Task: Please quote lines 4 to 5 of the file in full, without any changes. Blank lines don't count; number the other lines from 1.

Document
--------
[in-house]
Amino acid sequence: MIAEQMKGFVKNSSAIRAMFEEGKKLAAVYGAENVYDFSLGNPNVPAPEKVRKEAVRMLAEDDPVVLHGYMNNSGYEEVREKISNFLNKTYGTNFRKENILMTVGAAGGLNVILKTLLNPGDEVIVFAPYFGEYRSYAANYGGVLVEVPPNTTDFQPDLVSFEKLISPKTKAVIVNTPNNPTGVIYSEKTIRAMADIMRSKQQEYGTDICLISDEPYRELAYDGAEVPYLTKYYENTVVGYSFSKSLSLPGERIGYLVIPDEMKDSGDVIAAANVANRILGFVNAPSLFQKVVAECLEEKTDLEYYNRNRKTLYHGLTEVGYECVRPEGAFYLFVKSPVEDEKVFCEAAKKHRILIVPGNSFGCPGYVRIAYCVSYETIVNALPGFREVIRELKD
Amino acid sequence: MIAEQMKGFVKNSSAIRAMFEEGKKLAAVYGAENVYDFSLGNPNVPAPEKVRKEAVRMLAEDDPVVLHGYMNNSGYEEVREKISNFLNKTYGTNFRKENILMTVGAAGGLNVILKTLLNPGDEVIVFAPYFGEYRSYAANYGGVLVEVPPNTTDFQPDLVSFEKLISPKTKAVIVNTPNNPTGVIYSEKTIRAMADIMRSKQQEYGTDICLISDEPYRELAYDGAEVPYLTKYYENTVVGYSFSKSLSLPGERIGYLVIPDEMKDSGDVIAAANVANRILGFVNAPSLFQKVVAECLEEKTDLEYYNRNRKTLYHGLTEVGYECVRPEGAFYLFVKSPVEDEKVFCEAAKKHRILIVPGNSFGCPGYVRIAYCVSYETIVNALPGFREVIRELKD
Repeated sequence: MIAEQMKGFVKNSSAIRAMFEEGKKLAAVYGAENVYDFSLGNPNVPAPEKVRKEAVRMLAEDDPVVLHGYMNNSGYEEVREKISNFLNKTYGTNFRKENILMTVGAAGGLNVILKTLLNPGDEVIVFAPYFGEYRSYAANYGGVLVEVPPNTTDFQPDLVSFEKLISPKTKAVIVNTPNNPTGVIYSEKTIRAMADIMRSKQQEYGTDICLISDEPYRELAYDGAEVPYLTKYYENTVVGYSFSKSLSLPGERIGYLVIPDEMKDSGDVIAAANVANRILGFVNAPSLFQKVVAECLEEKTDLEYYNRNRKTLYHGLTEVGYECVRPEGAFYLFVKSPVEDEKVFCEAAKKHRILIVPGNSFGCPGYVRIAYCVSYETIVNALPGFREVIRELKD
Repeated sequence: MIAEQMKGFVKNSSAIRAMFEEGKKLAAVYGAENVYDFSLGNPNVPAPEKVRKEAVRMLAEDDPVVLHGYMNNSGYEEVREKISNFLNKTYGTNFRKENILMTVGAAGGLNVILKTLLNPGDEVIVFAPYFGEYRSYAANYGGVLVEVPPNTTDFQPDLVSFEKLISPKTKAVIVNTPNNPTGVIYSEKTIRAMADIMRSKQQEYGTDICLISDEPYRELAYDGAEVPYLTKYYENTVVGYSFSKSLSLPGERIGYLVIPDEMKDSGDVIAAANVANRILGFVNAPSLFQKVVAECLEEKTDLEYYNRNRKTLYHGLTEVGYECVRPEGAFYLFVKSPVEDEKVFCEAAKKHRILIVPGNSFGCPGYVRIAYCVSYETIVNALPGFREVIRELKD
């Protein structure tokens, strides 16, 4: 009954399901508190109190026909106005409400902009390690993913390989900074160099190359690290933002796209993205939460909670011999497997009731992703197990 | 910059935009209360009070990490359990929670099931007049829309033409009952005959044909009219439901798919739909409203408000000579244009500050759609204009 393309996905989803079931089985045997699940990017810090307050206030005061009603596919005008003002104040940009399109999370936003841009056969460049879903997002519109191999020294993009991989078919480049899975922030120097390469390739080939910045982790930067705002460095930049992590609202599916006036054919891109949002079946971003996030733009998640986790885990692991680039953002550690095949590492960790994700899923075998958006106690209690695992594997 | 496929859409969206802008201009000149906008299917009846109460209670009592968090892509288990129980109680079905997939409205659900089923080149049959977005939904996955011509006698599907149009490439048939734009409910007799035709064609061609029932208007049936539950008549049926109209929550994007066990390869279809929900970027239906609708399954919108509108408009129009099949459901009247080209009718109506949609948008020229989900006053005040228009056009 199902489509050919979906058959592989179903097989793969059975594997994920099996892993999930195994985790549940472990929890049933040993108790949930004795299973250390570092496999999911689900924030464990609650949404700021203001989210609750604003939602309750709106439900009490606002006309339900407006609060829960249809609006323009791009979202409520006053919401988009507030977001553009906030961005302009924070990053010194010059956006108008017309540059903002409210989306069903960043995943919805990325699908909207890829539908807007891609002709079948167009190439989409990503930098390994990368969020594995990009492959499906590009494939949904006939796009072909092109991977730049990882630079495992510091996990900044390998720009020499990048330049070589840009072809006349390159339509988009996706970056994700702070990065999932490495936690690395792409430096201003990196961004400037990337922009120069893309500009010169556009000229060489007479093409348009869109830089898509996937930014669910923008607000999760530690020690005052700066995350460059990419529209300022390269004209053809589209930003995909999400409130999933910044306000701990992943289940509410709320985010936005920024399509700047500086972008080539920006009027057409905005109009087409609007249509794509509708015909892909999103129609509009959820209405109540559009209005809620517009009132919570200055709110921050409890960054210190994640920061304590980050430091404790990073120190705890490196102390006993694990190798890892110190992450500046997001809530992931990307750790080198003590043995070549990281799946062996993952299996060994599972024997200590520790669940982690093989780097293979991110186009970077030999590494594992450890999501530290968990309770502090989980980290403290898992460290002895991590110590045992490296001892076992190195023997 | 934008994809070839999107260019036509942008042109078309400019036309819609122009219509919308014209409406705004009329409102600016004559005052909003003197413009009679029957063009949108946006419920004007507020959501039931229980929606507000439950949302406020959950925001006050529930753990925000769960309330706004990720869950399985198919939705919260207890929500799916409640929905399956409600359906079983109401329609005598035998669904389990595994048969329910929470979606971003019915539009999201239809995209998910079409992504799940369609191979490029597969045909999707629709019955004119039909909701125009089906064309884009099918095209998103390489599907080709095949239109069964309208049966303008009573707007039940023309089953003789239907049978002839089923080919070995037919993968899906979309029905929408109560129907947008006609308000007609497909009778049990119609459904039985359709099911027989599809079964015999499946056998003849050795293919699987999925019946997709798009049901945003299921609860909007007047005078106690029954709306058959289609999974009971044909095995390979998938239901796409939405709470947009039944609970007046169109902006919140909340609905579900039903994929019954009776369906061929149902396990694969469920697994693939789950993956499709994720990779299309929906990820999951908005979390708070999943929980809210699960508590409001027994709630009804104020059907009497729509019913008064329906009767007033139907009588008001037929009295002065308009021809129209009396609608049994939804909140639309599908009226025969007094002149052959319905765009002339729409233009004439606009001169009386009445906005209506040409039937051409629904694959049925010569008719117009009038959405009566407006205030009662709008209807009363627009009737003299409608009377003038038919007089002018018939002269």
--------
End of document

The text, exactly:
Repeated sequence: MIAEQMKGFVKNSSAIRAMFEEGKKLAAVYGAENVYDFSLGNPNVPAPEKVRKEAVRMLAEDDPVVLHGYMNNSGYEEVREKISNFLNKTYGTNFRKENILMTVGAAGGLNVILKTLLNPGDEVIVFAPYFGEYRSYAANYGGVLVEVPPNTTDFQPDLVSFEKLISPKTKAVIVNTPNNPTGVIYSEKTIRAMADIMRSKQQEYGTDICLISDEPYRELAYDGAEVPYLTKYYENTVVGYSFSKSLSLPGERIGYLVIPDEMKDSGDVIAAANVANRILGFVNAPSLFQKVVAECLEEKTDLEYYNRNRKTLYHGLTEVGYECVRPEGAFYLFVKSPVEDEKVFCEAAKKHRILIVPGNSFGCPGYVRIAYCVSYETIVNALPGFREVIRELKD
Repeated sequence: MIAEQMKGFVKNSSAIRAMFEEGKKLAAVYGAENVYDFSLGNPNVPAPEKVRKEAVRMLAEDDPVVLHGYMNNSGYEEVREKISNFLNKTYGTNFRKENILMTVGAAGGLNVILKTLLNPGDEVIVFAPYFGEYRSYAANYGGVLVEVPPNTTDFQPDLVSFEKLISPKTKAVIVNTPNNPTGVIYSEKTIRAMADIMRSKQQEYGTDICLISDEPYRELAYDGAEVPYLTKYYENTVVGYSFSKSLSLPGERIGYLVIPDEMKDSGDVIAAANVANRILGFVNAPSLFQKVVAECLEEKTDLEYYNRNRKTLYHGLTEVGYECVRPEGAFYLFVKSPVEDEKVFCEAAKKHRILIVPGNSFGCPGYVRIAYCVSYETIVNALPGFREVIRELKD